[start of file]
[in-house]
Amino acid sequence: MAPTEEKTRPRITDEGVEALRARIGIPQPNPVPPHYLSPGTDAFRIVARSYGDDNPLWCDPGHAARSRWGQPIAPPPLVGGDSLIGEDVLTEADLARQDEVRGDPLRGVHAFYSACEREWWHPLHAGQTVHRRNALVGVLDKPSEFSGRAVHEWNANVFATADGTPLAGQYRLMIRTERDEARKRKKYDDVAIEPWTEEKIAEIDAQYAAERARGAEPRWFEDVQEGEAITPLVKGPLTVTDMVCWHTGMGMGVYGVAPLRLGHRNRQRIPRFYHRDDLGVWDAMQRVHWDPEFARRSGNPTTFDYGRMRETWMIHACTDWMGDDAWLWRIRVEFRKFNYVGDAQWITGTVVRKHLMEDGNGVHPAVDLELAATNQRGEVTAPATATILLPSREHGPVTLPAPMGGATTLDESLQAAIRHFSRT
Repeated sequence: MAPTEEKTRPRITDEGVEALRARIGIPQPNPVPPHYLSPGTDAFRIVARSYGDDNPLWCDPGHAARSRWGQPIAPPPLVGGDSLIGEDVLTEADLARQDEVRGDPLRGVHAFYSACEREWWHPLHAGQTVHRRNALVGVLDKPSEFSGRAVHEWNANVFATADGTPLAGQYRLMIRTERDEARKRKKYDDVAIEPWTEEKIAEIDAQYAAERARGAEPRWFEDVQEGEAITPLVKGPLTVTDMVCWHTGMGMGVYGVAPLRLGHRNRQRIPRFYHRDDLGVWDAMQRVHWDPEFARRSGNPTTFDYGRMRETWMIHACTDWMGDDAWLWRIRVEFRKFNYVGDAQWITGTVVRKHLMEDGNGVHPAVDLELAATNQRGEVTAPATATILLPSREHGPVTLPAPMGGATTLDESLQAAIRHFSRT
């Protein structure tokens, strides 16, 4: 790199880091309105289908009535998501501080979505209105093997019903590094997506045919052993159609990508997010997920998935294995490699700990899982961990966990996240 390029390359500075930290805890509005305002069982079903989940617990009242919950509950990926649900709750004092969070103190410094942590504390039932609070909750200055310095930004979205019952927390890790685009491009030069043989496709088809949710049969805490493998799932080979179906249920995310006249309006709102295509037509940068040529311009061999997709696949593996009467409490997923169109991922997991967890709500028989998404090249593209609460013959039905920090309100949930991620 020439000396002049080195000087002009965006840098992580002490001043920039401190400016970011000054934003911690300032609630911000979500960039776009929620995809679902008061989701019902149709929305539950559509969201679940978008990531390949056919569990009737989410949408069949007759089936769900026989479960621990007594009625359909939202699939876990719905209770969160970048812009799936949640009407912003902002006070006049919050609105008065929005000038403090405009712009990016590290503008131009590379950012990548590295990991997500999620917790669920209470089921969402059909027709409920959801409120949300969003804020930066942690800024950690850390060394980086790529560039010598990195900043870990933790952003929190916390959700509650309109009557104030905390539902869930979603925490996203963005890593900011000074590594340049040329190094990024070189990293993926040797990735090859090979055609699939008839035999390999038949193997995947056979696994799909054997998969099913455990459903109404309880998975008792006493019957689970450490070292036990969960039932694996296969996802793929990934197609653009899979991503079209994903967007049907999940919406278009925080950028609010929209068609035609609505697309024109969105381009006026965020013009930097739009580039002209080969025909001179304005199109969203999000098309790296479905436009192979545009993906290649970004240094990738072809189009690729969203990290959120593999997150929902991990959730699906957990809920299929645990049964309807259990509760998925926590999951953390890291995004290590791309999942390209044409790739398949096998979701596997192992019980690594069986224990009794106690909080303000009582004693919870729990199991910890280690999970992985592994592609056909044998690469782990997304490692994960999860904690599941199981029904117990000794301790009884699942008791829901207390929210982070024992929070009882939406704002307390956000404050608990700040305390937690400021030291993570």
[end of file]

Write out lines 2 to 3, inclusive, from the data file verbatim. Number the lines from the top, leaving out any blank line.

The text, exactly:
Amino acid sequence: MAPTEEKTRPRITDEGVEALRARIGIPQPNPVPPHYLSPGTDAFRIVARSYGDDNPLWCDPGHAARSRWGQPIAPPPLVGGDSLIGEDVLTEADLARQDEVRGDPLRGVHAFYSACEREWWHPLHAGQTVHRRNALVGVLDKPSEFSGRAVHEWNANVFATADGTPLAGQYRLMIRTERDEARKRKKYDDVAIEPWTEEKIAEIDAQYAAERARGAEPRWFEDVQEGEAITPLVKGPLTVTDMVCWHTGMGMGVYGVAPLRLGHRNRQRIPRFYHRDDLGVWDAMQRVHWDPEFARRSGNPTTFDYGRMRETWMIHACTDWMGDDAWLWRIRVEFRKFNYVGDAQWITGTVVRKHLMEDGNGVHPAVDLELAATNQRGEVTAPATATILLPSREHGPVTLPAPMGGATTLDESLQAAIRHFSRT
Repeated sequence: MAPTEEKTRPRITDEGVEALRARIGIPQPNPVPPHYLSPGTDAFRIVARSYGDDNPLWCDPGHAARSRWGQPIAPPPLVGGDSLIGEDVLTEADLARQDEVRGDPLRGVHAFYSACEREWWHPLHAGQTVHRRNALVGVLDKPSEFSGRAVHEWNANVFATADGTPLAGQYRLMIRTERDEARKRKKYDDVAIEPWTEEKIAEIDAQYAAERARGAEPRWFEDVQEGEAITPLVKGPLTVTDMVCWHTGMGMGVYGVAPLRLGHRNRQRIPRFYHRDDLGVWDAMQRVHWDPEFARRSGNPTTFDYGRMRETWMIHACTDWMGDDAWLWRIRVEFRKFNYVGDAQWITGTVVRKHLMEDGNGVHPAVDLELAATNQRGEVTAPATATILLPSREHGPVTLPAPMGGATTLDESLQAAIRHFSRT